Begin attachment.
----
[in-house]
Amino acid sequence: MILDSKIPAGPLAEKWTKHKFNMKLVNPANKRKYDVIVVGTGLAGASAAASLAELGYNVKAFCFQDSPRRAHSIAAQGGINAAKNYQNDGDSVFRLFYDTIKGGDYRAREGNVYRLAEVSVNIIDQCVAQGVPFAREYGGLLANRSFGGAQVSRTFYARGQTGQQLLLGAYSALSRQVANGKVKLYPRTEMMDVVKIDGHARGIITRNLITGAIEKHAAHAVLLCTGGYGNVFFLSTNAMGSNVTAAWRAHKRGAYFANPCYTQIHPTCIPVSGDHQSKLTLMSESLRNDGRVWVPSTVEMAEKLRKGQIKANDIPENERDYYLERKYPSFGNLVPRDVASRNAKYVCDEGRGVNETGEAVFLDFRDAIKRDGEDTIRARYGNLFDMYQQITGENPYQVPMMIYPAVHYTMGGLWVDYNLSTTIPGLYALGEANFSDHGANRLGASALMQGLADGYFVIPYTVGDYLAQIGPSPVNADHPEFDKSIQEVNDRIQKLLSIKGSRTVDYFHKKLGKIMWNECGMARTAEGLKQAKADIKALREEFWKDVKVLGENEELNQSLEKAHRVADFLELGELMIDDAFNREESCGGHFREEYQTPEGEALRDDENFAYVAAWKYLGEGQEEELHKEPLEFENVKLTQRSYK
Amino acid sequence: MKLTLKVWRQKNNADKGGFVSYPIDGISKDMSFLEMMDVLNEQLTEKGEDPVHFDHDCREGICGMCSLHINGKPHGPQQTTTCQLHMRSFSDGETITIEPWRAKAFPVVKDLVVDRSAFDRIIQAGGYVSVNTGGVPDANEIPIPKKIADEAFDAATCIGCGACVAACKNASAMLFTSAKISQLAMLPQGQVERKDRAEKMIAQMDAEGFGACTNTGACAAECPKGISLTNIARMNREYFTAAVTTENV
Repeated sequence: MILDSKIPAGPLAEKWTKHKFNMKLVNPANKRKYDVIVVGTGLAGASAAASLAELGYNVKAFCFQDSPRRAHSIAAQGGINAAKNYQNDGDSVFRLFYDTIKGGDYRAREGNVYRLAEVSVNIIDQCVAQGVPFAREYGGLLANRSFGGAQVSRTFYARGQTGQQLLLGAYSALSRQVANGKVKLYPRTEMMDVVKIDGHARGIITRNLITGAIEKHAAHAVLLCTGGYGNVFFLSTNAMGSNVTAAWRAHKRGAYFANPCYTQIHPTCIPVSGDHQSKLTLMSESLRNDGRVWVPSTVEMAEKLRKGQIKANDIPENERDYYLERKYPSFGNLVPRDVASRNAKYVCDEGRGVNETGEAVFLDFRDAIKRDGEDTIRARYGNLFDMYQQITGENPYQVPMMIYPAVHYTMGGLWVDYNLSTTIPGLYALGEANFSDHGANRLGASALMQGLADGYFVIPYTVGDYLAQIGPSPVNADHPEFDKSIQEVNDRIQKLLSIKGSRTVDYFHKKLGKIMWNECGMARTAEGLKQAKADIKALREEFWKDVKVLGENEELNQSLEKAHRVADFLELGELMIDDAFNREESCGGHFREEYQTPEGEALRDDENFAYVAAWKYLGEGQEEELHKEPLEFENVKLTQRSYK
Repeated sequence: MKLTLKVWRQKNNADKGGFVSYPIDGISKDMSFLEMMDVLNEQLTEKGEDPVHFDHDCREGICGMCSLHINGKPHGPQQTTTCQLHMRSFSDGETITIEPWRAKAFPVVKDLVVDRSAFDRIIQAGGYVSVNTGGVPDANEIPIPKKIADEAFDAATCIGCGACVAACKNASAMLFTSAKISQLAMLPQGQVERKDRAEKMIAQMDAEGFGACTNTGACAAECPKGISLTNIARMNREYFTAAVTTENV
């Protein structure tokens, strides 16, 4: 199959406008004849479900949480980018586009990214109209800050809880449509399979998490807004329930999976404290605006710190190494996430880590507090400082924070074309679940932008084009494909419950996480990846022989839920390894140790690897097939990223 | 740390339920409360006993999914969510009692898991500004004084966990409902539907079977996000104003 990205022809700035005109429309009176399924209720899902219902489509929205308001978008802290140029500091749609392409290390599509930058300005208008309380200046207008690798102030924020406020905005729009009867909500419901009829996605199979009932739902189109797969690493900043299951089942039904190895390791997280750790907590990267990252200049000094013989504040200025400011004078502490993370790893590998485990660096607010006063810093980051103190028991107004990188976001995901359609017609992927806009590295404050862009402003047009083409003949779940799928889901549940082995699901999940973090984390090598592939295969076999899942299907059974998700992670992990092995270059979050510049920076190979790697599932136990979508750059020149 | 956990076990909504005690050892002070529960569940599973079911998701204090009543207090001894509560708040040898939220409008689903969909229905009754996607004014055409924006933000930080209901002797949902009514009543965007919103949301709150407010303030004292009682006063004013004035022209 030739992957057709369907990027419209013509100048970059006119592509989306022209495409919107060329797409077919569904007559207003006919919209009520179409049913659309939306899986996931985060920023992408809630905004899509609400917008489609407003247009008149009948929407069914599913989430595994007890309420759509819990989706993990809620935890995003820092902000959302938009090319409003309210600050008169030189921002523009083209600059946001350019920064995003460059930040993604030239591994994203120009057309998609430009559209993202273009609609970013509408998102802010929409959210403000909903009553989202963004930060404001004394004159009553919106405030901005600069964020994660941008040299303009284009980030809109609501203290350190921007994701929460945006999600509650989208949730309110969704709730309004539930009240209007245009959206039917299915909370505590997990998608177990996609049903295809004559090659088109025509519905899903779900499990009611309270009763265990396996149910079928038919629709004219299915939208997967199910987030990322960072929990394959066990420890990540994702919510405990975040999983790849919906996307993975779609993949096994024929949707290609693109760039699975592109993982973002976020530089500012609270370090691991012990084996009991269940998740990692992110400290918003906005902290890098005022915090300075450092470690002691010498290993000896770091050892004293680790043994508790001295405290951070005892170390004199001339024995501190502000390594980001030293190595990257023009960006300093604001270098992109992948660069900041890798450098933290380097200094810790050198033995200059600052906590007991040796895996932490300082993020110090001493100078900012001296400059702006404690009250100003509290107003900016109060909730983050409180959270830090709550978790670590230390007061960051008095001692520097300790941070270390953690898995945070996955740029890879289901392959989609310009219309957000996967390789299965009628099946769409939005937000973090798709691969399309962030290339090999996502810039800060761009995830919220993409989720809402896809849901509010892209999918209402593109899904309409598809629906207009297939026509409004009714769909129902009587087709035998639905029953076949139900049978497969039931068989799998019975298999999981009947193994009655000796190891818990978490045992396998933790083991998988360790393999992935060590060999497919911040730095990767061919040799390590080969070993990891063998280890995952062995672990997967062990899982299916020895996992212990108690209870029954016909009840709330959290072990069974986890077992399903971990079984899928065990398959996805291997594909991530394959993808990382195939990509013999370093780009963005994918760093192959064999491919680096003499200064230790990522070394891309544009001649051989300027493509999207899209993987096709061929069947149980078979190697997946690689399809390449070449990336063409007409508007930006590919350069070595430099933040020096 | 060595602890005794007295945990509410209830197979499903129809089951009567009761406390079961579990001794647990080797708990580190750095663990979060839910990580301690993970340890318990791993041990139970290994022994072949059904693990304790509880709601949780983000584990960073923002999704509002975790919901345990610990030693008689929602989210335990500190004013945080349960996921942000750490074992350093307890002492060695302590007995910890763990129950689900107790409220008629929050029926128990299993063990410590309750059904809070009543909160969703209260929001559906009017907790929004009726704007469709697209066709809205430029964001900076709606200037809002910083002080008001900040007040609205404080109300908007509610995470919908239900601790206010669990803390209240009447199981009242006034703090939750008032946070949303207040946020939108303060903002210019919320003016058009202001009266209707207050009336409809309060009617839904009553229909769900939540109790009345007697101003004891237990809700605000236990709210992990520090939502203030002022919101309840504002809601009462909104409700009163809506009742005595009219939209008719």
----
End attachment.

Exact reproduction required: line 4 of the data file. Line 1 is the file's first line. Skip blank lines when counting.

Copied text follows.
Repeated sequence: MILDSKIPAGPLAEKWTKHKFNMKLVNPANKRKYDVIVVGTGLAGASAAASLAELGYNVKAFCFQDSPRRAHSIAAQGGINAAKNYQNDGDSVFRLFYDTIKGGDYRAREGNVYRLAEVSVNIIDQCVAQGVPFAREYGGLLANRSFGGAQVSRTFYARGQTGQQLLLGAYSALSRQVANGKVKLYPRTEMMDVVKIDGHARGIITRNLITGAIEKHAAHAVLLCTGGYGNVFFLSTNAMGSNVTAAWRAHKRGAYFANPCYTQIHPTCIPVSGDHQSKLTLMSESLRNDGRVWVPSTVEMAEKLRKGQIKANDIPENERDYYLERKYPSFGNLVPRDVASRNAKYVCDEGRGVNETGEAVFLDFRDAIKRDGEDTIRARYGNLFDMYQQITGENPYQVPMMIYPAVHYTMGGLWVDYNLSTTIPGLYALGEANFSDHGANRLGASALMQGLADGYFVIPYTVGDYLAQIGPSPVNADHPEFDKSIQEVNDRIQKLLSIKGSRTVDYFHKKLGKIMWNECGMARTAEGLKQAKADIKALREEFWKDVKVLGENEELNQSLEKAHRVADFLELGELMIDDAFNREESCGGHFREEYQTPEGEALRDDENFAYVAAWKYLGEGQEEELHKEPLEFENVKLTQRSYK